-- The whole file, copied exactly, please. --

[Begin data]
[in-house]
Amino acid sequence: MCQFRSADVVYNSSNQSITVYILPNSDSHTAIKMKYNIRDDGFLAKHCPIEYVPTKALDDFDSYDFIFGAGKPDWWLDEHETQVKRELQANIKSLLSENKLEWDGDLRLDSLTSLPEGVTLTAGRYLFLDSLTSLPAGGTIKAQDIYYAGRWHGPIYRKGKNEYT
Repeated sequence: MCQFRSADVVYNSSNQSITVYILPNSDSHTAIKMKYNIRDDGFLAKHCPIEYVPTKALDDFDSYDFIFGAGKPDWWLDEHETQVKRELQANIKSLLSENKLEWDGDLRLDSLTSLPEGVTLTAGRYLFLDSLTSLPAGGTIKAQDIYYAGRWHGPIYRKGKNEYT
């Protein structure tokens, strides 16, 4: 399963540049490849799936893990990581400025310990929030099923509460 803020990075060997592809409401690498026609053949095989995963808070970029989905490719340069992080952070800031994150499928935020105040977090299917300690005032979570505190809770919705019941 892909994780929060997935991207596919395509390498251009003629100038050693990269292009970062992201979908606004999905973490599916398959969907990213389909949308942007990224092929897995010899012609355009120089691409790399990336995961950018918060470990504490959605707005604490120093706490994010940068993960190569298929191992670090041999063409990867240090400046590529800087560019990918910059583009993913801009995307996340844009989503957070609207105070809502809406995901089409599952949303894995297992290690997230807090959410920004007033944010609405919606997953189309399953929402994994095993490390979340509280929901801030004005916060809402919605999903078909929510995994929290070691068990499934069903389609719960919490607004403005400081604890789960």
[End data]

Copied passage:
[in-house]
Amino acid sequence: MCQFRSADVVYNSSNQSITVYILPNSDSHTAIKMKYNIRDDGFLAKHCPIEYVPTKALDDFDSYDFIFGAGKPDWWLDEHETQVKRELQANIKSLLSENKLEWDGDLRLDSLTSLPEGVTLTAGRYLFLDSLTSLPAGGTIKAQDIYYAGRWHGPIYRKGKNEYT
Repeated sequence: MCQFRSADVVYNSSNQSITVYILPNSDSHTAIKMKYNIRDDGFLAKHCPIEYVPTKALDDFDSYDFIFGAGKPDWWLDEHETQVKRELQANIKSLLSENKLEWDGDLRLDSLTSLPEGVTLTAGRYLFLDSLTSLPAGGTIKAQDIYYAGRWHGPIYRKGKNEYT
């Protein structure tokens, strides 16, 4: 399963540049490849799936893990990581400025310990929030099923509460 803020990075060997592809409401690498026609053949095989995963808070970029989905490719340069992080952070800031994150499928935020105040977090299917300690005032979570505190809770919705019941 892909994780929060997935991207596919395509390498251009003629100038050693990269292009970062992201979908606004999905973490599916398959969907990213389909949308942007990224092929897995010899012609355009120089691409790399990336995961950018918060470990504490959605707005604490120093706490994010940068993960190569298929191992670090041999063409990867240090400046590529800087560019990918910059583009993913801009995307996340844009989503957070609207105070809502809406995901089409599952949303894995297992290690997230807090959410920004007033944010609405919606997953189309399953929402994994095993490390979340509280929901801030004005916060809402919605999903078909929510995994929290070691068990499934069903389609719960919490607004403005400081604890789960």